Massachusetts superintendents' perceptions of teacher bargaining practices

Scott L Borstel, Johnson & Wales University


For five decades, collective bargaining has been implemented in American public schools (Loveless, 2000). It has protected the rights of teachers; and teacher work conditions issues and compensation have improved (Hannaway & Rotherham, 2006). However, improvements have created adversarial labor-management relationships, resulted in excessive language which hinders educational progress, and placed significant financial impact on schools (Duffet, Farkas, Rotherham, & Silva, 2008; Eberts, 2007; Hess & Kelly, 2006). The purpose of the study was to examine the perceptions of superintendents using collective bargaining methods and those using collaborative bargaining methods with respect to relationship between labor and management, teacher contract language, and teacher compensation. The research suggests that traditional forms of bargaining may no longer meet the needs of labor and management (Duffett et al., 2008; Hannaway & Rotherham, 2006; Hess & West, 2006; Johnson, Donaldson, Munger, Papay, & Qazilbash, 2007). ^ A two-phase, sequential, mixed methods, study was employed to survey (N = 89) Massachusetts superintendents’ perceptions of bargaining methods. Using an electronic questionnaire, phase one quantitatively assessed differences between perceptions of superintendents using different bargaining methods with respect to the variables, as well as the relationship between demographics and superintendents’ perceptions. The qualitative phase included responsive interviews of superintendents (n = 6) to gain thick descriptions of superintendents’ perceptions of bargaining methods (Creswell, 2009, 2003; Gall, Gall, & Borg, 2007). An ANOVA was employed to compare superintendent groups (i.e., collaborative; collective; or both). For analysis of demographic variables, a Chi-square was employed. Personal interviews with purposively selected superintendents provided thick descriptions of superintendents’ beliefs regarding bargaining methods (Rubin & Rubin, 2005). ^ The major findings revealed differences in superintendents’ perceptions of bargaining practices with respect to relationship between labor and management (F = 3.48, p = .035, η2 = .075 medium), teacher contract language (F = 9.40, p = .000, η2 = .179 large), and teacher compensation (F = 6.82, p = .002, η2 = .137 large). Superintendents, as members of labor-management teams, may use the findings in addressing issues relative to bargaining practices, or in exploring an alternative style of bargaining that may lead to more collaborative practices.^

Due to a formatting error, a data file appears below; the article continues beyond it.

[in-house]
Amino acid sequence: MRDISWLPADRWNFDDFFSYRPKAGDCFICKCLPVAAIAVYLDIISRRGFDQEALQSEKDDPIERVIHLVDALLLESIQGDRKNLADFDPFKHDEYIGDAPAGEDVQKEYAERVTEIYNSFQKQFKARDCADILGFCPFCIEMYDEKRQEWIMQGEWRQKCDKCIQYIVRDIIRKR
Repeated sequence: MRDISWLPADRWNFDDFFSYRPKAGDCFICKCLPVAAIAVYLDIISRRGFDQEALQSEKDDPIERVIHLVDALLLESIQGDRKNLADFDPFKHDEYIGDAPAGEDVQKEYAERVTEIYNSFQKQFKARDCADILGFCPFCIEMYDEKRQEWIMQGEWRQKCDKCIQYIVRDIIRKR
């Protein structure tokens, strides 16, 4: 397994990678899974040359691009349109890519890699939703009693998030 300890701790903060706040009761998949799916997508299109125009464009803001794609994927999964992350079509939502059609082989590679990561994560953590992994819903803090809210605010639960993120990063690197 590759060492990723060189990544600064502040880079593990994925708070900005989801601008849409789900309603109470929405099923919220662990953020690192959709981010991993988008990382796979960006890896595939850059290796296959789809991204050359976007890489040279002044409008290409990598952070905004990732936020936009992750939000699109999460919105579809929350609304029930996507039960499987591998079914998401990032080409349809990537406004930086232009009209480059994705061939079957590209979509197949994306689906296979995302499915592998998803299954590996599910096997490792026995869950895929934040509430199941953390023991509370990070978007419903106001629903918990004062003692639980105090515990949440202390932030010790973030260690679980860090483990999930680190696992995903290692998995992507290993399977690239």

Subject Area

Education, Administration|Sociology, Industrial and Labor Relations

Recommended Citation

Scott L Borstel, "Massachusetts superintendents' perceptions of teacher bargaining practices" (January 1, 2010). Dissertation & Theses Collection. Paper AAI3397134.